Authors: Elisabeth von Berrinberg
Tags: #History, #Europe, #Germany, #Military, #World War II, #Two Hours or More (65-100 Pages)
Life at the cabin became routine. My father worked for the Americans now, repairing broken windows in the formerly Nazi-occupied buildings that served as headquarters for the Allies.
In the cellar beneath those buildings, the Nazis hoarded commodities no longer available to citizens without ration stamps. Sacks of sugar were piled up on shelves there. A fire must have melted the sugar, because the sacks contained only hardened brown globs. After gaining permission from the Allies to salvage whatever was still edible, my father chopped off chunks
of caramelized sugar.
There were also sacks of dried peas. They had been spared from fire damage, but tiny bugs floated to the top of the pea soup my mother made. After scooping them off, then stirring up the soup to make the peas release more of their inhabitants, we were able – albeit reluctantly – to fill up on what we called “Käferles Suppe.” Bug soup tastes okay if you are hungry enough.
Then there was the bread. Round loaves of
so called because it keeps longer than regular bread. Unfortunately the
could not withstand the cellar’s moisture and grew moldy. But we removed the moldy parts and ate the rest.
One item my father brought home is still in my possession. One of the soldiers at headquarters was to be shipped out. Faced with limits imposed on what the soldiers could carry with them, he offered my father a small China teapot he “found” in an Italian villa before he was transferred to Germany. My father gave it to me as a keepsake on the day I left for America with my husband.
I am sure its value could be enormous because a self-proclaimed expert told me it came from a dynasty of a bygone era. But it sits on the mantel above my fireplace, where it shall remain while I am still alive.
One day, a truck loaded with crates of fruit and vegetables for the nearby army camp passed us on our way up the hill. The driver gave us a friendly wave and a sample of his German, asking,
to which we replied, “Fine, zank you!” He quickly turned his attention back to the road and the nearing summit. When he shifted gears, the truck jerked, causing one of the crates to fall off. Even if he had noticed the crate’s fall, the driver could not have stopped or his truck would have rolled backward. With a crash, the crate landed at our feet. The fruit rolled and bounced downhill with us in hot pursuit.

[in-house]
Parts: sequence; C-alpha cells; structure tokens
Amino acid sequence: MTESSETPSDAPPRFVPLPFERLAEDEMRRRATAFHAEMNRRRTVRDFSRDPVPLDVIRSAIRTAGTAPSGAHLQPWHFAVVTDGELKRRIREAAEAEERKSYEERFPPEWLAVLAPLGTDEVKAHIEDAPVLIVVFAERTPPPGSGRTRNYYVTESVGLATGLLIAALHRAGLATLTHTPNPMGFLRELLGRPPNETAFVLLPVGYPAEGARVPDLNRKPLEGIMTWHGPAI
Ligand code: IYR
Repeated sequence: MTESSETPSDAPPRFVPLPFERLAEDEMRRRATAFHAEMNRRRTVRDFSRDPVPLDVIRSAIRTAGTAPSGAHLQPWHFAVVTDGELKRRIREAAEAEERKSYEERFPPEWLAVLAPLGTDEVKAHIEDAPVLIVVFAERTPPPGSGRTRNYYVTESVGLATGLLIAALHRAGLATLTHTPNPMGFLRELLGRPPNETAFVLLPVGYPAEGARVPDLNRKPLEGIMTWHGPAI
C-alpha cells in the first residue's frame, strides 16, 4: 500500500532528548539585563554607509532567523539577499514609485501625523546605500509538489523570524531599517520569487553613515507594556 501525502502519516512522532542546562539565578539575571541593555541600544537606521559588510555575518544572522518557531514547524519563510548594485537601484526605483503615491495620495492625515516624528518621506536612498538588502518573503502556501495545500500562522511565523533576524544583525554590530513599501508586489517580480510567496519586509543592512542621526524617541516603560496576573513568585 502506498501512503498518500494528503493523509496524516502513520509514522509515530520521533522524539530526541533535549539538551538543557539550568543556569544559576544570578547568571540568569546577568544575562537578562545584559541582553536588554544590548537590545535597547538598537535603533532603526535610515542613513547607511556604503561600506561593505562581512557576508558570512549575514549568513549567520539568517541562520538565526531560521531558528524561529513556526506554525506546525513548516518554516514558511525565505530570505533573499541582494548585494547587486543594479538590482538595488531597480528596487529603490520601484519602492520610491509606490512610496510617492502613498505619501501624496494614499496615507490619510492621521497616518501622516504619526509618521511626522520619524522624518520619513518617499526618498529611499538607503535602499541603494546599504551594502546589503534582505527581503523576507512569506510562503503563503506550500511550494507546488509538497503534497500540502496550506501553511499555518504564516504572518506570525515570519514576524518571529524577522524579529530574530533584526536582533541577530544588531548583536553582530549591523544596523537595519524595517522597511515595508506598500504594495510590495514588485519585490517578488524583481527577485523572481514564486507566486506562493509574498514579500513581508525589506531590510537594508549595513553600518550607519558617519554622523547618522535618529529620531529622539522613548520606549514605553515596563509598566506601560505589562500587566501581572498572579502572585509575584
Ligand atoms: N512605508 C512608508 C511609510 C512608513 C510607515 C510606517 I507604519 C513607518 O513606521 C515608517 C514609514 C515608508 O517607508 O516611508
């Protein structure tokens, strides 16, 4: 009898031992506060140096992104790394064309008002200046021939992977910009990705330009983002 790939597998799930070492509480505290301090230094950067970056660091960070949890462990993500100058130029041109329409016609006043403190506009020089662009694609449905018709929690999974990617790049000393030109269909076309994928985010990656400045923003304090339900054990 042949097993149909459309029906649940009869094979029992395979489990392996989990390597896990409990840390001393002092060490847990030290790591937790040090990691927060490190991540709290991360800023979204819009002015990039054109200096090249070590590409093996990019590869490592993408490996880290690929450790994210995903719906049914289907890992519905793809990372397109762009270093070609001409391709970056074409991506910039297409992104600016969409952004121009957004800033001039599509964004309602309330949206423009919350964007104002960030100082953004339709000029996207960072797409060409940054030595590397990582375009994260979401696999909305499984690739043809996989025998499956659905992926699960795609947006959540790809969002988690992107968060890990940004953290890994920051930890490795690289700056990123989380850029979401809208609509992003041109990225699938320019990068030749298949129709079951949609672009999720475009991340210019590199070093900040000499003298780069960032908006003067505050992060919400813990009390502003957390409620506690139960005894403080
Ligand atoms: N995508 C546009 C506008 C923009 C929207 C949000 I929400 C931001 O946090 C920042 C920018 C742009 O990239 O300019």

“What are they?” we wondered, after we gathered whatever didn’t get away from us. They weren’t lemons—that much we could tell. And though we hadn’t seen oranges for some time, we knew these were not oranges. We peeled them, licked them, and bit into them, only to spit them out again.
“Mama will know,” we decided. But where to put them? We had no purse or bag. When we finally arrived at the cabin, we looked like a pair of overgrown packrats. We stripped off our knee-high socks and filled them with the yellow round things. But the socks couldn’t hold all of them, so we stuffed the rest into our clothes. Our skirt pockets were too small to hold even one, but our sweaters had plenty of space to be filled, especially since nature had not yet provided us with certain endowments.
Now our mother performed a thorough examination of the fruit. But she, too, had no name for them. In the end, we squeezed them, diluted the juice with water, sweetened it with saccharin, and drank it. Eventually, a neighbor told us it was grapefruit!
Then there was peanut butter, that brown sticky stuff that stuck to our gums. At first we thought it was some kind of shoe polish, but with our ever-present appetites we eagerly tasted anything we could find.
Our biggest supply of food came from the garbage cans of the army camp near our cabin. There we discovered such delicacies as the necks, gizzards, and wings of chickens and, on one occasion, a turkey carcass with lots of meat left on it.
Our stomachs, used to less culinary varieties of foods, such as potatoes and bread, with the occasional vegetable stolen from some farmer’s field, could not handle the richness of the chicken soup we had one day. We spent the following day trying to beat each other to the little outhouse behind the cabin.
During one of our garbage collections, a soldier noticed us.
“Is this for your dog?” he asked me, after I withdrew a half-filled can of beans from a barrel. I didn’t understand what he said, so I shrugged my shoulders and said, “Nix versteh. Nix versteh English.”
“Hmm.” The soldier pondered for a moment. But then he had an idea. “Is this for your . . . your woof-woof?” he said and smiled after getting on his hands and knees to imitate the four-legged animal.
I exclaimed, finally understanding. “Nein,” I said and shook my head. “Our dog eats mice. We eat this.” I gestured at the can.